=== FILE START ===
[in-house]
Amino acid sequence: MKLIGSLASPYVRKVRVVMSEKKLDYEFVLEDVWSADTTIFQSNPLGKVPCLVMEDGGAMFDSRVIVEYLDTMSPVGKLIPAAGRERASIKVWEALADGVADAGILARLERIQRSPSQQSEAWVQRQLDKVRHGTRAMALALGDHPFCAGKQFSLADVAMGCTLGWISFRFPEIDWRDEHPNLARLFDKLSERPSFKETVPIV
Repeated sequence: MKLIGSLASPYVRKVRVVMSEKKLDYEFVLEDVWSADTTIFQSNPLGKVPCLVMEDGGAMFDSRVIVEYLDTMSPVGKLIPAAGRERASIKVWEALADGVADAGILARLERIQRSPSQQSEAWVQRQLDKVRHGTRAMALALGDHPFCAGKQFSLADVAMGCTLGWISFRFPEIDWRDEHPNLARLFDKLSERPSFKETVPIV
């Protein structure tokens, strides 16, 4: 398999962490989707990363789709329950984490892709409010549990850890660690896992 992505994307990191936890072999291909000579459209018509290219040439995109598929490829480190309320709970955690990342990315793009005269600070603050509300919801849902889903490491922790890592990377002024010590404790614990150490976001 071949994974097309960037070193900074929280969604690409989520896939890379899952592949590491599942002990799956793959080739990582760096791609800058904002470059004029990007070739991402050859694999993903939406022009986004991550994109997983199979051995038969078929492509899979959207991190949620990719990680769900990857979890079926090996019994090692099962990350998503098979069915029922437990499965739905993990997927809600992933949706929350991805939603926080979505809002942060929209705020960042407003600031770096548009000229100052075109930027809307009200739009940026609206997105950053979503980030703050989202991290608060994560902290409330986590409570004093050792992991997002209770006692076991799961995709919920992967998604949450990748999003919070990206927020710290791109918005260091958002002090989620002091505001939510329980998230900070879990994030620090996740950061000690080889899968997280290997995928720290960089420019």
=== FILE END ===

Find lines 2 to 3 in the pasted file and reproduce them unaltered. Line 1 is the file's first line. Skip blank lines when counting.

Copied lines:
Amino acid sequence: MKLIGSLASPYVRKVRVVMSEKKLDYEFVLEDVWSADTTIFQSNPLGKVPCLVMEDGGAMFDSRVIVEYLDTMSPVGKLIPAAGRERASIKVWEALADGVADAGILARLERIQRSPSQQSEAWVQRQLDKVRHGTRAMALALGDHPFCAGKQFSLADVAMGCTLGWISFRFPEIDWRDEHPNLARLFDKLSERPSFKETVPIV
Repeated sequence: MKLIGSLASPYVRKVRVVMSEKKLDYEFVLEDVWSADTTIFQSNPLGKVPCLVMEDGGAMFDSRVIVEYLDTMSPVGKLIPAAGRERASIKVWEALADGVADAGILARLERIQRSPSQQSEAWVQRQLDKVRHGTRAMALALGDHPFCAGKQFSLADVAMGCTLGWISFRFPEIDWRDEHPNLARLFDKLSERPSFKETVPIV